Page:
Undated Crown Office handout of Abdelbaset Ali Mohmed Al Megrahi, who was convicted of the Lockerbie bombing. Megrahi was convicted in 2001 of murdering 270 people by blowing up Pan-Am flight 103 over Lockerbie 13 years earlier, but has always denied any involvement.
That troubling question being raised by U.S. Senators who used words like “moral outrage,” “shameful” and a “slap to the face” in describing the reports that there were commercial interests behind Abdel Baset al-Megrahi’s release.
Senators Charles Schumer, Bob Menendez and Frank Lautenberg angrily demanded an investigation today into the murderer’s release and BP’s dealings with oil-rich Libya.
“It is shocking to even contemplate that BP is profiting from the release of a terrorist with the blood of 189 Americans on his hands," Senator Lautenberg wrote in press release, ...The families of the victims of Pan Am flight 103 deserve to know whether justice took a back seat to commercial interests in this case.”
Schumer added: it “smells rotten.”
“The stench [of al-Megrahi’s release] is rising,” said Schumer, after the Scottish government last week rejected the Senator’s petition to investigate the convicted terrorist’s release. Allegations have become especially potent after BP announced just last month it would begin drilling for oil off the coast of Libya.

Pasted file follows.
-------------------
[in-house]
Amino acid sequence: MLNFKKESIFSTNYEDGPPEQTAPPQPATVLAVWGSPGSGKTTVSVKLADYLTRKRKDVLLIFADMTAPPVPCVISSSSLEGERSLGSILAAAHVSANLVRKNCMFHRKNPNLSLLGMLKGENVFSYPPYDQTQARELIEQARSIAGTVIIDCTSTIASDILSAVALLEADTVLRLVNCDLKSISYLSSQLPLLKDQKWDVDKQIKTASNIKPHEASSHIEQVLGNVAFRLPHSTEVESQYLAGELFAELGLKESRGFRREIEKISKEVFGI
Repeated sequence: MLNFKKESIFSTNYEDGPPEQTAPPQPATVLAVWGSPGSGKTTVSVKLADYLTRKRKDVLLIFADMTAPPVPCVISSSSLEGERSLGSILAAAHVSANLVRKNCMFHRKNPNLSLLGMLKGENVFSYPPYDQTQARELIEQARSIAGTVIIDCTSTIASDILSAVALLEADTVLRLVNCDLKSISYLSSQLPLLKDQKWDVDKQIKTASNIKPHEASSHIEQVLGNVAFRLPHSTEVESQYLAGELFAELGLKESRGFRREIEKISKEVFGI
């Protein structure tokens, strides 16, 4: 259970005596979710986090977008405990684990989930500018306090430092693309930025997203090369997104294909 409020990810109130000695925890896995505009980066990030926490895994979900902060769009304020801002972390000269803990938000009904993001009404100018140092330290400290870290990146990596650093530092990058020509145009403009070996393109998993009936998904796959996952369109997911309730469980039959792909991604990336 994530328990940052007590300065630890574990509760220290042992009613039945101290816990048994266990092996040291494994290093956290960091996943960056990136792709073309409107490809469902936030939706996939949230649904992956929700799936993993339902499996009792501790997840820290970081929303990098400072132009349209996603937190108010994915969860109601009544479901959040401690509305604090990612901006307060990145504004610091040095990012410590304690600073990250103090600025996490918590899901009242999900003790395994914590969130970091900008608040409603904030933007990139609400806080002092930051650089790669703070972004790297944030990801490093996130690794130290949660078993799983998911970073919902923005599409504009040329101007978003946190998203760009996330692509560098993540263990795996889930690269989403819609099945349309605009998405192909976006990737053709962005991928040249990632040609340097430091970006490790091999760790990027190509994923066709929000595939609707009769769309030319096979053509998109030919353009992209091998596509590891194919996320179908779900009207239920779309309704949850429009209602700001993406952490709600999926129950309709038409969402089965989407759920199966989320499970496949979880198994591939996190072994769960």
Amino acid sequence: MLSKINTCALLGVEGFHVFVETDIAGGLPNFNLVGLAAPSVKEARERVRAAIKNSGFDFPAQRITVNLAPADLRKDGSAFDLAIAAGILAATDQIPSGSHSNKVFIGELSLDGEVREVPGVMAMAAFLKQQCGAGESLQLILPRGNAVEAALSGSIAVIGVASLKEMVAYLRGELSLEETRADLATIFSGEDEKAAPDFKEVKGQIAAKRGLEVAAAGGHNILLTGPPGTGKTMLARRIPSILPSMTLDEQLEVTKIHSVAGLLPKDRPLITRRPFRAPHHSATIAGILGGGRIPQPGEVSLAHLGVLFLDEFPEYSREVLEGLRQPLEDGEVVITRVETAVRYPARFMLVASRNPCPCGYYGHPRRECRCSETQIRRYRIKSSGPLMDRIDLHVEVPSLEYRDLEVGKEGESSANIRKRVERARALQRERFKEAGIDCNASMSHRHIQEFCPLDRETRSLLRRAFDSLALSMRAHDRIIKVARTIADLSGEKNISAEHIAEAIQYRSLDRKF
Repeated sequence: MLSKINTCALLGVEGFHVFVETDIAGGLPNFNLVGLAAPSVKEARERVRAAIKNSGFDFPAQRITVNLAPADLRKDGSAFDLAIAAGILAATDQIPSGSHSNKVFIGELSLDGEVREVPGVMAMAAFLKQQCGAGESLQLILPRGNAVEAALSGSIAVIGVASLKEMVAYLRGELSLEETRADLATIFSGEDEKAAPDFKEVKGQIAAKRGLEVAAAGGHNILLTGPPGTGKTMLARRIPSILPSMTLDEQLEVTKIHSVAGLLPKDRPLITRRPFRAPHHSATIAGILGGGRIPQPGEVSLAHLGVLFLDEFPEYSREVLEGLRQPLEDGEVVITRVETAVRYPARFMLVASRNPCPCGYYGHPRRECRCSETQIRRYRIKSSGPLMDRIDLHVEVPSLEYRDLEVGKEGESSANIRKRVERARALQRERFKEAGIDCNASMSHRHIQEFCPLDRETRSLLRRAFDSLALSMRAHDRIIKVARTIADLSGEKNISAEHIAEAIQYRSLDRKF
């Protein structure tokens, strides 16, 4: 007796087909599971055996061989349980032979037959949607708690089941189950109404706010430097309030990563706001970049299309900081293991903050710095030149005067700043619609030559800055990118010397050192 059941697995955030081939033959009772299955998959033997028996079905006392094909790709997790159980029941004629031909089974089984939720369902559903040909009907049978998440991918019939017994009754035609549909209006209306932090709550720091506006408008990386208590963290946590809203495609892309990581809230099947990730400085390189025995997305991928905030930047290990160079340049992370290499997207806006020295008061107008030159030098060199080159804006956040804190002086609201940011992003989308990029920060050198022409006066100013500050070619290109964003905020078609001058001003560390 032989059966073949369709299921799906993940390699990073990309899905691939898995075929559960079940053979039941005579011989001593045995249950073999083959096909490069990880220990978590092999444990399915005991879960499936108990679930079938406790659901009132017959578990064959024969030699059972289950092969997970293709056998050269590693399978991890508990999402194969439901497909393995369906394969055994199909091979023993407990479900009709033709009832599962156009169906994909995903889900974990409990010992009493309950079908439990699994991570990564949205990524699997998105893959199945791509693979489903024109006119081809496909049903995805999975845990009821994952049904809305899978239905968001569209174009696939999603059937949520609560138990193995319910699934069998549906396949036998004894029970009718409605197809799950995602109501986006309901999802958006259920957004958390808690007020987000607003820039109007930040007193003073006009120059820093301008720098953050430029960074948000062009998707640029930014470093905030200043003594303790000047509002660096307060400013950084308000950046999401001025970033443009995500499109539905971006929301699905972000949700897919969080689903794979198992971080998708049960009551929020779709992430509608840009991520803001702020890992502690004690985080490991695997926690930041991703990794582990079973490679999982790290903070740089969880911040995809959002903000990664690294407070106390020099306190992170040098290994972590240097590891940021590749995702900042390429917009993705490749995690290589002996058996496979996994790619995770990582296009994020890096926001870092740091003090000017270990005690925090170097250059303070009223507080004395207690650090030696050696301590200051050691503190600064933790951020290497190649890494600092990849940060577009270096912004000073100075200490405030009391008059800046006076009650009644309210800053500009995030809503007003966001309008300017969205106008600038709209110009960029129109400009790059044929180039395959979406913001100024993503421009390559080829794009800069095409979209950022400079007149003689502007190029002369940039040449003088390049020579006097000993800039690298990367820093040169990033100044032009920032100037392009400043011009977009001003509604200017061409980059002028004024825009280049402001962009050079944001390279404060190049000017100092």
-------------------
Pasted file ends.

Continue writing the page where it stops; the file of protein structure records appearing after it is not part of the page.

“The decision by the Scottish government to reject our request to reinvestigate the decision to release this terrorist raises more suspicions as to whether there was a rotten deal between the United Kingdom and the Libya government,” said Schumer. “So we’re calling on the State Department to put a full court press on the United Kingdom to return this terrorist to prison.”
BP had no comment. The British Consulate also had no comment but directed questions to the letter the British Ambassador sent to the US Senators.
Al-Megrahi was released on compassionate grounds based on a 3-month prognosis given by Dr. Karol Sikora, a Libyan-commissioned doctor. Last week, Sikora revealed that “the figure of three months was suggested as being helpful [by the Libyans]” and the convicted mass-murderer may live for another 20 years in freedom.
In January 2001, Al-Megrahi was convicted of killing 270 people in the December 21, 1988 bombing of Pan Am Flight 103. Schumer noted that many New York college students returning for the holidays were among those killed.
The convicted terrorist was given life in prison but received a hero's welcome in Libya when he was released in April. Al-Megrahi now spends his time writing a book about his life and profiting from his "horrible, dastardly deed," said Schumer.
Jonathan Dienst WNBC